Google has been criticized for collecting data about Internet users, aggressive tracking and disclosing too much information to governments for a very long time, with Google Analytics recently raising some of the biggest privacy concerns. Decision of the Austrian Data Protection Authority (DPA) of 22 December 2021, being Europe’s first decisive move against Google Analytics, only heatens the discussion and confirms the need for new EU-US data regulations.
Launched in November 2005, Google Analytics is the most widely used website statistics service that tracks and reports website activity, including session duration, pages per session, information on the source of the traffic etc. Additionally, whenever someone visits a website that uses Google Analytics, Google tracks that visit via the IP address to determine the user’s approximate geographic location. All the data collected by Google Analytics passes through the Google’s serves located in the US, therefore the use of Google Analytics by a European website provider (and transfer of personal data to the US) can constitute a breach of Chapter V. of the GDPR.
An Austrian medical news company NetDoktor (“Company”) implemented a free version of Google Analytics tool on its website to enable statistical evaluations of the behaviour of website visitors. Data collected by the tool, which was delivered by Google LLC (“Google”) at that time, was hosted (and therefore transferred to) in the US. In order to address Schrems II judgment’s requirements, the Company and Google concluded standard contractual clauses. Moreover, Google implemented further contractual, organizational and technical measures.
Considering that Google, as a provider of electronic communications services within the meaning of 50 US Code § 1881, is subject to surveillance by US intelligence services in accordance with Section 702 of the Foreign Intelligence Surveillance Act (FISA) and is obliged to provide the US authorities with personal data, it is not in position to ensure adequate protection of personal data, according to the Austrian DP (given that the supplementary measures in place were not able to overcome the risks associated to the use of the mentioned cookies). Therefore, the DPA ruled that such transfer of personal data to the USA is unlawful.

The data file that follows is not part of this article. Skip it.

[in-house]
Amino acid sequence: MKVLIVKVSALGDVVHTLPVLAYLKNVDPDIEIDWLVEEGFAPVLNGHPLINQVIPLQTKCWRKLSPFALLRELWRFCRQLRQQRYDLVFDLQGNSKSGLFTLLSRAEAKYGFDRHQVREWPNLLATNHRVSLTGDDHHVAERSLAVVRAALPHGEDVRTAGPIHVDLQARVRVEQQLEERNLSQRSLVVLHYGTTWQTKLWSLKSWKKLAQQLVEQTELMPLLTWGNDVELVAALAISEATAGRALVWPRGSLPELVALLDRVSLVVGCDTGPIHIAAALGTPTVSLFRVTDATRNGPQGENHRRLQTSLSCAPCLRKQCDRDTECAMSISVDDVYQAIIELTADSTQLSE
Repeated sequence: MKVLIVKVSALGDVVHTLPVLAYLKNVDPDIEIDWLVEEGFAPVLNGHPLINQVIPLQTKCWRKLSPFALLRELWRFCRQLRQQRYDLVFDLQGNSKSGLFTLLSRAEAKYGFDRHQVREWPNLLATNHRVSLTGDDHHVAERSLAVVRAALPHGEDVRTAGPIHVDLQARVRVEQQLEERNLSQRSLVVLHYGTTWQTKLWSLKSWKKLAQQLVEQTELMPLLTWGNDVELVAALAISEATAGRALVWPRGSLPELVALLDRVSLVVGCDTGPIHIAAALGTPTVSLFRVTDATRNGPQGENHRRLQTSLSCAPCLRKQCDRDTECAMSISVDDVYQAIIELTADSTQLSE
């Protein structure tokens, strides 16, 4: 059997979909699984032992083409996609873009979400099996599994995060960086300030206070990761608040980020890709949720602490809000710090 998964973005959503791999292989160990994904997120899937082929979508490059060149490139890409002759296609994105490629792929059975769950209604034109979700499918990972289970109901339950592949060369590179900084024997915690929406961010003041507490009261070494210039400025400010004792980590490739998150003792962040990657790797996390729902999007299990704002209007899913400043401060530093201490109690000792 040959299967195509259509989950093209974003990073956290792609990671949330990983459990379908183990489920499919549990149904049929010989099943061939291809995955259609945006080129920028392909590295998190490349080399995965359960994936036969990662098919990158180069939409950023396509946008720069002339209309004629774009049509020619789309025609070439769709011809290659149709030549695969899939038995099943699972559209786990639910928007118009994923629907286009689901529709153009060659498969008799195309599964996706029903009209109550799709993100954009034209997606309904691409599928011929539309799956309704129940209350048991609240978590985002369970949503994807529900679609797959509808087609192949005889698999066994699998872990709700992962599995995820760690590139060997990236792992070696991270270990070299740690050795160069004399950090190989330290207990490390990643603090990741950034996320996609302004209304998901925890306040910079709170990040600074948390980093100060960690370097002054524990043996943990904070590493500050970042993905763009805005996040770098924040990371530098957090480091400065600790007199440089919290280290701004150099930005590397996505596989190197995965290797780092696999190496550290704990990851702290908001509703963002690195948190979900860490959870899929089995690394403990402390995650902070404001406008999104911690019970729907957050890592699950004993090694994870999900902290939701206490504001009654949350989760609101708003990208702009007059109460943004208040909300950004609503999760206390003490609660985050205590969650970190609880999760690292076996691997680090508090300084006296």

The DPA also noted that:
The discussed decision of the Austrian DPA is a first one issued as a consequence of last year’s 101 complaints filed by Max Schrems’ noyb in several European DPAs following the CJEU Schrems II judgement.
Another one was issued recently by the French watchdog – the CNIL, in which it ruled that since Google Analytics did not adopt adequate supplementary measures in order to avoid the access of US intelligence services to the data, the transfer of data to Google Analytics violates Article 44 of the GDPR. It also found the IP anonymization function, which is (i) optional and does not apply to all transfers and (ii) it is not clear whether the anonymization takes place before or after the IP address is transferred to the US and only shortened in a second step, potentially giving access to the entire IP address, to be ineffective. The CNIL also briefly concluded that consent (as one of the exemptions listed in Article 49 of the GDPR) is not a suitable transfer mechanism, if it is collected within the cookie banner, as it would not meet the requirement of being explicit.
The decision is also in line with recent decision of European Data Protection Supervisor, which the European Parliament infringed Article 46 and Article 48(2)(b) of the GDPR as even though it relied on standard contractual clauses as a transfer mechanism, it failed to provide any documentation regarding the contractual, technical or organisational measures in place, which could ensure an adequate level of protection to the personal data transferred to the vendors located in the US (Google Analytics and Stripe). We should also expect the German and Dutch DPAs to issue their decisions any day now.
The above cases will certainly be significant in their implications adding to the discussion on Europe’s strict privacy laws and heating the debate on the necessity of new EU-US data regulations.
It is yet not clear how companies, which use Google Analytics on their websites, should proceed. The most consistent solution with the data protection authorities’ latest interpretations is to stop using the tool; however, many companies continue to do so while watching how the situation develops. What is undoubtedly crucial at this point, as DPAs are vigorously investigating transfers outside the EEA, is having all the appropriate agreements, policies, procedures and, above all, proper transfer impact assessments in place.
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DISCLAIMER: Because of the generality of this update, the information provided herein may not be applicable in all situations and should not be acted upon without specific legal advice based on particular situations.
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